How to Calm a Border Collie

Hi. My name is Cindy I am a puppy that the Webmaster inherited and have so much energy. But I don’t have a switch to turn me off, LOL

By Louise Lawson.

Border collies are notoriously energetic dogs. A hyperactive, exuberant nature is considered a breed trait, particularly noticed in the first half of a border collie’s life span. But even a border collie can be TOO hyperactive, and such an instance might be a symptom of a more complex issue, such as separation anxiety. Calming a border collie isn’t an impossible task, but it does require a soft hand and plenty of patience.

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Dear Fellow Dog Lover,

My name is Adrienne Farricelli, I’m a professional CPDT-KA certified dog trainer, and for the last 10 years I’ve been helping people to eliminate bad behaviors in dogs and train well behaved, obedient, loving pets…by showing them how to bring out the ‘hidden intelligence’ inside their dog. 

Every dog without exception – has a hidden intelligence inside.

It’s an untapped resource to help you remove just about any troublesome behavior

Field Dogs 300 x 600

Step 1

Book the dog an appointment with your veterinarian to rule out possible health concerns. Many dogs will urinate or defecate when they get excited, and your vet will run tests to make sure the dog is free of issues such as urinary tract infections or parasites.

Step 2

Place the dog on a low-protein, low-fat diet. Border collies are naturally energetic, and high amounts of fats and proteins introduce extra calories that may result in excess energy. Be sure to transition your dog from an existing type to new food gradually to avoid digestive upset.

Step 3

Allow the dog plenty of exercise throughout the day. Border collies typically have strong herding instincts and love to chase things, like cats, so encourage the dog to run and play in a secure, open space. Toss a ball or other favorite toy to encourage the dog to stretch his legs.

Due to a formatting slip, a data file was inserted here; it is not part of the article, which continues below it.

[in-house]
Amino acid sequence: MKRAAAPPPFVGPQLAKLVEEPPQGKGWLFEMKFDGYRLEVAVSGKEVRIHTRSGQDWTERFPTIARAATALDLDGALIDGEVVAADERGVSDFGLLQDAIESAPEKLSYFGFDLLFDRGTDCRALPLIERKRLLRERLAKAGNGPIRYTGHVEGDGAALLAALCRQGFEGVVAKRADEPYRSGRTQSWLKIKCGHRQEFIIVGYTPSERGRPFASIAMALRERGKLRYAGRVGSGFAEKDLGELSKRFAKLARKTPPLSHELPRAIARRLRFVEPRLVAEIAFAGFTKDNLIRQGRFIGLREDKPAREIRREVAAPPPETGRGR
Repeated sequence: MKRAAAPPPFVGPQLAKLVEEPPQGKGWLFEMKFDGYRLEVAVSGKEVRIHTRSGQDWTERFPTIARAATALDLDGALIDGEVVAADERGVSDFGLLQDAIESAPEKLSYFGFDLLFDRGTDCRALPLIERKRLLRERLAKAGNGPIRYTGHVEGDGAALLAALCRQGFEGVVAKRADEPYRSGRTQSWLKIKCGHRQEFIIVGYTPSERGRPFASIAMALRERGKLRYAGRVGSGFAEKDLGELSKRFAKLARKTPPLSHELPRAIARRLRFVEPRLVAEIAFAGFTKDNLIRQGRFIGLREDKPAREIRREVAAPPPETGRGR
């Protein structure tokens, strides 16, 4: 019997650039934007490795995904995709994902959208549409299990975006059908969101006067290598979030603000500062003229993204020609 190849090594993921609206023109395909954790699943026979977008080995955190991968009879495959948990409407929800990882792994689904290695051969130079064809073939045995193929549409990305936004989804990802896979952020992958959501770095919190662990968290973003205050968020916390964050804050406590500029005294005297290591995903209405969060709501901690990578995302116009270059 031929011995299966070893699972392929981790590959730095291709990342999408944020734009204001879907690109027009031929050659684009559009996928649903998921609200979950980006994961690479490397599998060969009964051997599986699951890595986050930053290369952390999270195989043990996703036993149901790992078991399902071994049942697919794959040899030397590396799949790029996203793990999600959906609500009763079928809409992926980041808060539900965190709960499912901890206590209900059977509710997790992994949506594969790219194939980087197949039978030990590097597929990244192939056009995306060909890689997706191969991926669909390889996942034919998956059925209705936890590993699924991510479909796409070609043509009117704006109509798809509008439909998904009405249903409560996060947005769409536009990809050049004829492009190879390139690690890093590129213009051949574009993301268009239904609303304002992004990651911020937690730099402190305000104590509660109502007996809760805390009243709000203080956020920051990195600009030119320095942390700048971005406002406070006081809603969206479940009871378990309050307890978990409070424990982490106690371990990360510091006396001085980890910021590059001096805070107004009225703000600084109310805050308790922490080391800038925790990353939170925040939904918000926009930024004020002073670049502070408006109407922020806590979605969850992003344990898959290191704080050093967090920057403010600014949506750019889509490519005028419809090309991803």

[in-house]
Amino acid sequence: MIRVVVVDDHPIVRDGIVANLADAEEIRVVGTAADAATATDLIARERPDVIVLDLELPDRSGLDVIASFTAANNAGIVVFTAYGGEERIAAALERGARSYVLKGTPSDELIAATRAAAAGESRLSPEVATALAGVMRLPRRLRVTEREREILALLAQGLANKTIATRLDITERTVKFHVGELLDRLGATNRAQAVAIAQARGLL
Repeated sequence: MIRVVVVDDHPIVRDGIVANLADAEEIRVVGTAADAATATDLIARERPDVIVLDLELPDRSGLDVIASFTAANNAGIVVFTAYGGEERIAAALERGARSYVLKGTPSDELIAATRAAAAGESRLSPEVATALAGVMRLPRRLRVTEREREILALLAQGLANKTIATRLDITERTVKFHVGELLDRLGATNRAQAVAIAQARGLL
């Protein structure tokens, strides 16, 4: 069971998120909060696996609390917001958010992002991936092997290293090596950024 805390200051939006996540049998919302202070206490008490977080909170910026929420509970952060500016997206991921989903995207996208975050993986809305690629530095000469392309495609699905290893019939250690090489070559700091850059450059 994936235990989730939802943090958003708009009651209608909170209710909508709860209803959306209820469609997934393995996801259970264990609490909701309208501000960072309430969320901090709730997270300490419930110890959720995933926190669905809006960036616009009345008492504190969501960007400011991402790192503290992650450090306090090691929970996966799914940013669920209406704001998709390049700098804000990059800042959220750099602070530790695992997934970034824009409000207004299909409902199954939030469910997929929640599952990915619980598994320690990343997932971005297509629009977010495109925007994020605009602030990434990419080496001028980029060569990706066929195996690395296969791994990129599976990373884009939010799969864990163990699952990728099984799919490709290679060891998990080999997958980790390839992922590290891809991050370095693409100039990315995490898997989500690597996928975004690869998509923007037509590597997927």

Step 4

Set up a safe room in your home for the dog when you leave. Pick a small room, such as a spare bedroom or den, and place the dog’s bed and toys, and his crate if he uses one, inside the room. This safe room allows the dog to explore and play while you’re gone without giving him free run of the house. Close the door securely when you leave to prevent an escape. Border collies are inquisitive dogs and are prone to boredom if understimulated; closing the door will keep the dog and your home safe until you return.

Step 5

Add a few unwashed articles of your clothing to the room. Items such as soft T-shirts and sweaters hold your scent long after you’ve removed them, and your smell will help calm the dog. Border collies are a mouthy breed that may chew when bored, so pick old clothes that you won’t miss if they get destroyed.

Step 6

Consider administering an herbal calming remedy to your dog’s diet in cases of severe hyperactivity or separation anxiety. Border collies and other herding breeds often carry the MRD1 gene, which causes severe and often lethal interactions with tranquilizers typically prescribed for hyperactivity. Herbal calming supplements are made of natural herbs and other ingredients that encourage the release of naturally occurring hormones, helping to calm your dog without the dangers associated with prescription tranquilizers.

Always check with your veterinarian before changing your pet’s diet, medication, or physical activity routines. This information is not a substitute.

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